Saeima committee ditches civil union law

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The Saeima Legal Affairs Committee on Tuesday decided not to continue work on the Civil Union Law started by the previous Saeima, Latvian Radio reported December 6. That means members of the 14th Saeima will not vote on a draft law that protects the legal relationship of all families.

The 13th Saeima saw the Civil Union Law in two readings. The author of the draft law was the Ministry of Justice, and the discussions were relatively broad. It did not get adopted either time of viewing at the Saeima since the necessary quorum of voters could not be ensured due to the Harmony party refusing to participate in the vote.

Some members have stated that the draft law should continue to be viewed, because the Saeima must comply with the decisions of the Constitutional Court, which requires the protection of all families - including those of same-sex partners. Other members oppose viewing the bill.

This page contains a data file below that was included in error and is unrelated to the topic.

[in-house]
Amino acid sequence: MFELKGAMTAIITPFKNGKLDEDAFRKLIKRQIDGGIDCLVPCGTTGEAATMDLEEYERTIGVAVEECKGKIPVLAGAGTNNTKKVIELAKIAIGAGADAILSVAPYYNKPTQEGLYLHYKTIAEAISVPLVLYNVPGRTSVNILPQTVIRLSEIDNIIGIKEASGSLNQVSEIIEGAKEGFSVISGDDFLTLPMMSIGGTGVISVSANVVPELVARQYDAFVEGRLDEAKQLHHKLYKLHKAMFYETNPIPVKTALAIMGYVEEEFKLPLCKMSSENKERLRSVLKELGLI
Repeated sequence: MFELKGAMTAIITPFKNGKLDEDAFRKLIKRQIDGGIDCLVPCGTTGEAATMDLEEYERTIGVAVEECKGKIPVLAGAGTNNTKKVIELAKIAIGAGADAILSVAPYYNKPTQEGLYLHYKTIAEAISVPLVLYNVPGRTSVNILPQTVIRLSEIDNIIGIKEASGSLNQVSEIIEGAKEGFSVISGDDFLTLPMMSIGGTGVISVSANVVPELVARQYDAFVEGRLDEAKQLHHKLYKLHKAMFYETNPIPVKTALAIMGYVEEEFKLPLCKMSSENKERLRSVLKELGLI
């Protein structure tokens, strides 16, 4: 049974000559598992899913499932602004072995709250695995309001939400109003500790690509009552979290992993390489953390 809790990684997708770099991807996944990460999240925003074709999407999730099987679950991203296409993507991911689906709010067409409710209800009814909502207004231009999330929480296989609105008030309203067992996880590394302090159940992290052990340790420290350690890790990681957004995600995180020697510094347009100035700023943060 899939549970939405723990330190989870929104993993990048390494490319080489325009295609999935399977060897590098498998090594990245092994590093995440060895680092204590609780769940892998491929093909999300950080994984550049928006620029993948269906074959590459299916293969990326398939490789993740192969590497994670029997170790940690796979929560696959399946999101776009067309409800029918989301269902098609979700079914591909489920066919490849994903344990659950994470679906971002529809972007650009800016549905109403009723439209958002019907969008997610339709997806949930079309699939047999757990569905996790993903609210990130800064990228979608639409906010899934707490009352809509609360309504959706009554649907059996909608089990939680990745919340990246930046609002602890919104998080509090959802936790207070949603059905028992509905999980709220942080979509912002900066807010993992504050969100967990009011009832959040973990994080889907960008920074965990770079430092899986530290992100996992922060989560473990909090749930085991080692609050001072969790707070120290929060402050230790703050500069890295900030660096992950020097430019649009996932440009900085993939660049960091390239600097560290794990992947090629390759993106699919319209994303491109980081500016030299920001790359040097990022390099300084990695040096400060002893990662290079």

There was also a proportion of MPs who said the law should be made clearer, but that does not preclude continued work on it.

Five members of the Legal Affairs Committee voted in favor of continuing work on the bill, but five were also against it. In the event of an equal vote, another vote was held, but it did not differ. This means that the Members decided not to proceed with the draft law.

Various initiatives have so far reached the Saeima, such as the Law on Cohabitation in 2018, Law on Life partners in 2019, but none of these drafts were supported by the Members.

According to the Constitutional Court, a legal framework which would give a family of same-sex partners a formal recognition but would not provide protection and support, would mean, by its very nature, the recognition of a family of same-sex partners as an unimportant form of family and would therefore be offensive to human dignity.

In the draft law, the civil union is defined as a notarized agreement between two natural adult persons, which establishes or terminates the material and immaterial rights and duties of the persons. The draft law ensures that couples in civil unions can become “visible” to the State if they develop mutual relations in accordance with the procedures specified in the draft law, thereby obtaining protection for personal and property rights.

The draft law was created following the Constitutional Court's 2020 judgment on the right of a same-sex couple to a parental leave. 

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